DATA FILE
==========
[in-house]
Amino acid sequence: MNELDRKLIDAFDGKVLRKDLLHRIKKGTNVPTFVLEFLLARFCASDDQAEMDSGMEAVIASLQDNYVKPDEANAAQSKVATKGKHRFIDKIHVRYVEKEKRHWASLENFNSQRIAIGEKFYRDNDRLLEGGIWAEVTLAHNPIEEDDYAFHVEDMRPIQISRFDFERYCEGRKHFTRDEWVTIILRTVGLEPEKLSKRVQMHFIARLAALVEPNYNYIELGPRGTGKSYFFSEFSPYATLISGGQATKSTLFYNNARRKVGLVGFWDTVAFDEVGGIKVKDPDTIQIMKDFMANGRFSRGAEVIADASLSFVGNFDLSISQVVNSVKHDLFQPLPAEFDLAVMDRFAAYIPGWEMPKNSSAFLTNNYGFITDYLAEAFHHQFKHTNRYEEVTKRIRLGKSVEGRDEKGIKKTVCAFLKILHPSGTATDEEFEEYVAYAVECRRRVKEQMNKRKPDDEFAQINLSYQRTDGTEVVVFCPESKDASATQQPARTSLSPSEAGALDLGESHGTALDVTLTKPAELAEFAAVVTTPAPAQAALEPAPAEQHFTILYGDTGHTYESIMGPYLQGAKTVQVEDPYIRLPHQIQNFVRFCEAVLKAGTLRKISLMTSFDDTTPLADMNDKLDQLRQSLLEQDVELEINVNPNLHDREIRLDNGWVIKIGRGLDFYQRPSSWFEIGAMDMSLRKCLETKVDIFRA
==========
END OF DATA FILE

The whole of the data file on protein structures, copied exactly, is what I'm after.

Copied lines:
[in-house]
Amino acid sequence: MNELDRKLIDAFDGKVLRKDLLHRIKKGTNVPTFVLEFLLARFCASDDQAEMDSGMEAVIASLQDNYVKPDEANAAQSKVATKGKHRFIDKIHVRYVEKEKRHWASLENFNSQRIAIGEKFYRDNDRLLEGGIWAEVTLAHNPIEEDDYAFHVEDMRPIQISRFDFERYCEGRKHFTRDEWVTIILRTVGLEPEKLSKRVQMHFIARLAALVEPNYNYIELGPRGTGKSYFFSEFSPYATLISGGQATKSTLFYNNARRKVGLVGFWDTVAFDEVGGIKVKDPDTIQIMKDFMANGRFSRGAEVIADASLSFVGNFDLSISQVVNSVKHDLFQPLPAEFDLAVMDRFAAYIPGWEMPKNSSAFLTNNYGFITDYLAEAFHHQFKHTNRYEEVTKRIRLGKSVEGRDEKGIKKTVCAFLKILHPSGTATDEEFEEYVAYAVECRRRVKEQMNKRKPDDEFAQINLSYQRTDGTEVVVFCPESKDASATQQPARTSLSPSEAGALDLGESHGTALDVTLTKPAELAEFAAVVTTPAPAQAALEPAPAEQHFTILYGDTGHTYESIMGPYLQGAKTVQVEDPYIRLPHQIQNFVRFCEAVLKAGTLRKISLMTSFDDTTPLADMNDKLDQLRQSLLEQDVELEINVNPNLHDREIRLDNGWVIKIGRGLDFYQRPSSWFEIGAMDMSLRKCLETKVDIFRA